Since the 1990s, emergency room closings and emergency room errors have been on the rise, due to rising healthcare costs, shrinking hospital budgets and dwindling staff levels. During the same time period, the number of patients seeking ER care as risen.
The American College of Emergency Physicians has posted an action-alert page urging people to write to their Congressional representatives to cosponsor the bills HR 3875 and S 2750, both of which call for improvements in ER access and quality of care. A tragic result of alleged emergency room negligence was reported in the October 29, 2006 edition of the Boston Globe’s Parade Magazine. The case involved Taylor McCormack, an infant who died as a result of excessive delays in treatment after being taken to Boston’s Children’s Hospital ER.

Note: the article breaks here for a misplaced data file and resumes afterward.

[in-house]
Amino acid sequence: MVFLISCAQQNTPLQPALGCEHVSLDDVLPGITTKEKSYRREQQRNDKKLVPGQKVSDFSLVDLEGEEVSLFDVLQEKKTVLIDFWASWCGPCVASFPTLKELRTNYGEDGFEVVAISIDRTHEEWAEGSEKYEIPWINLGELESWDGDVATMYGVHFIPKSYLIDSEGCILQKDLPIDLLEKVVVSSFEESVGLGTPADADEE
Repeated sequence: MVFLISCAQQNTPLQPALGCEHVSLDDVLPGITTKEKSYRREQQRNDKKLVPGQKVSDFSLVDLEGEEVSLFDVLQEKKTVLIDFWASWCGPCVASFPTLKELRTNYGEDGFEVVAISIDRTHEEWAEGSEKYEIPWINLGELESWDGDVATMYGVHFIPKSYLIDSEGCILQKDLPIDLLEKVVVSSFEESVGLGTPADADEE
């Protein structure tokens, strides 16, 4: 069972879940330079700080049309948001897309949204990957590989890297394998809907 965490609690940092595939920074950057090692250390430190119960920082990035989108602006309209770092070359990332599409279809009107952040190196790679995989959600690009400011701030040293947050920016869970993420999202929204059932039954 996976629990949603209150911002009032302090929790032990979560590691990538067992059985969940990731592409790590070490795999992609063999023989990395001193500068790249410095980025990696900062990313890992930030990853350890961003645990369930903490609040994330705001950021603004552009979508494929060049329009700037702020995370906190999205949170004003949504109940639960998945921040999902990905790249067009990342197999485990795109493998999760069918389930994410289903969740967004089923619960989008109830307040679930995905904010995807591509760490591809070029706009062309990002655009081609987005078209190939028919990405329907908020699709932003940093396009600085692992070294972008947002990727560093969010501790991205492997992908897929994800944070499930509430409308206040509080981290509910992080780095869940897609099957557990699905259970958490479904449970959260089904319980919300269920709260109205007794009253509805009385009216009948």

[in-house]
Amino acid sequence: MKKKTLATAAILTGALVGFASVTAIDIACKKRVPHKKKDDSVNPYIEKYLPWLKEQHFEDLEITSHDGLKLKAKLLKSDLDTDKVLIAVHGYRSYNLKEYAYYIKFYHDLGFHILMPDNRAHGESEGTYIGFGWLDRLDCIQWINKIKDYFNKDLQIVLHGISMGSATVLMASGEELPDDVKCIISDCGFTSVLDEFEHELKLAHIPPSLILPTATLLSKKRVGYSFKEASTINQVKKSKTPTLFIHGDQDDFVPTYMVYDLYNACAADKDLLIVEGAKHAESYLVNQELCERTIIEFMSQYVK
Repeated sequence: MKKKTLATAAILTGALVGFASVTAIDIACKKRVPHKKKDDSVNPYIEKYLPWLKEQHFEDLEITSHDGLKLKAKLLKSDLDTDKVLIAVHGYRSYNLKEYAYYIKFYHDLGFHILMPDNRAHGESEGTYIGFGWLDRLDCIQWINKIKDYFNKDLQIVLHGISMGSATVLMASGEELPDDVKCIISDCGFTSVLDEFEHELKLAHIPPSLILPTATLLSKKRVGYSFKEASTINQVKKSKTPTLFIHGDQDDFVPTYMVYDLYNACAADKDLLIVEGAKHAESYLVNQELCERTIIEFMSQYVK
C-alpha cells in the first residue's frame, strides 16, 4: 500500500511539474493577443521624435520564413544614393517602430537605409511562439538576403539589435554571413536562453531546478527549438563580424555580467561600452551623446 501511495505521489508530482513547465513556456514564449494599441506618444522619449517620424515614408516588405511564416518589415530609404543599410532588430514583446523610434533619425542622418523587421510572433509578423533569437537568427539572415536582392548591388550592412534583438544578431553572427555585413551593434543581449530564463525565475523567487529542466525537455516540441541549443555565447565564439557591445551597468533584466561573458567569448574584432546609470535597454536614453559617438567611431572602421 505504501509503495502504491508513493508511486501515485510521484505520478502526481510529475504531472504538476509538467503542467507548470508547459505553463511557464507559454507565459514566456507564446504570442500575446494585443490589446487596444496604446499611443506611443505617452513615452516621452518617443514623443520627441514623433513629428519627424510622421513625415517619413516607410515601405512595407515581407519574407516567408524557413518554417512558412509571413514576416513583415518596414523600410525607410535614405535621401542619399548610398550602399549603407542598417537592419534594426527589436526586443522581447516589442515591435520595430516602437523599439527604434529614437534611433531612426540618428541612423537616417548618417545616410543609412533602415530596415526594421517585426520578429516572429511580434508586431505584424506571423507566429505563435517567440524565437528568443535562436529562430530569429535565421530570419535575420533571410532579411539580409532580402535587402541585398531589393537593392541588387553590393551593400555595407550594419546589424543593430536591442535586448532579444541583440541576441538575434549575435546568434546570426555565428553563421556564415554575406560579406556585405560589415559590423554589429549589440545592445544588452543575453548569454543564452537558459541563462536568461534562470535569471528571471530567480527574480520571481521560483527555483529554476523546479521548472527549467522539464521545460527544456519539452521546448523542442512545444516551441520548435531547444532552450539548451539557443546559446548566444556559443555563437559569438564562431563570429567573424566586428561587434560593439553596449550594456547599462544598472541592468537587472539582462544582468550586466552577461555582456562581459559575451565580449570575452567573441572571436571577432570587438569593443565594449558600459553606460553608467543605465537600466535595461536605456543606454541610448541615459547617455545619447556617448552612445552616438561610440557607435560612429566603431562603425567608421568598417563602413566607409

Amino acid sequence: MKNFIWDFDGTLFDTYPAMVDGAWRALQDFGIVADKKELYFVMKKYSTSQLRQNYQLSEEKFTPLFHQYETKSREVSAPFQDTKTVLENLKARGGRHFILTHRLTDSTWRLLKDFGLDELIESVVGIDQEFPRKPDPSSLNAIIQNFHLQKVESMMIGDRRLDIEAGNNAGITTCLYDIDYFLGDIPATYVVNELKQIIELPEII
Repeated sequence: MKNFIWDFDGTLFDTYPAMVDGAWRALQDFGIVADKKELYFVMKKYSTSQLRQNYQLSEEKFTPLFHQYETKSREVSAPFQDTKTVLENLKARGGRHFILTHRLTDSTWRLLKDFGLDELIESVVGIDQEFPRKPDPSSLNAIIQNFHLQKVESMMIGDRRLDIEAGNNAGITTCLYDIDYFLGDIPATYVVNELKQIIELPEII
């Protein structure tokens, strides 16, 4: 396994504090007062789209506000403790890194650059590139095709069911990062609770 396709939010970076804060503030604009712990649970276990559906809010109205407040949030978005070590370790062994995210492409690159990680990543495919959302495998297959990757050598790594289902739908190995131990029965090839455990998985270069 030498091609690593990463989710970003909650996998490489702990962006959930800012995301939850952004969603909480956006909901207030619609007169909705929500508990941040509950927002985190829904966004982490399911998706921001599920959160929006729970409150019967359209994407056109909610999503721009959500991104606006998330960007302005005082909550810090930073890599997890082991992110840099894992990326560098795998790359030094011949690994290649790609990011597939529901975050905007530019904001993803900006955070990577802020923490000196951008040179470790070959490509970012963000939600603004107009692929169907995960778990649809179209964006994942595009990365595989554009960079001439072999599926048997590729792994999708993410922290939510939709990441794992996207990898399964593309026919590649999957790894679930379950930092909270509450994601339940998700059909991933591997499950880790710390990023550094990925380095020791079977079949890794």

No doubt, some of the contention surrounding this issue overlaps the debate concerning affordable healthcare insurance coverage. Many people seeking ER care do so because they lack insurance or the means to pay for direct medical services, therefore they seek care for health concerns that covered individuals would receive from their primary or specialist care providers. Nonetheless, laws and procedures must be in place to insure that emergency room overcrowding and understaffing does not result in death or severe harm, regardless of insurance coverage or a patient’s ability to pay.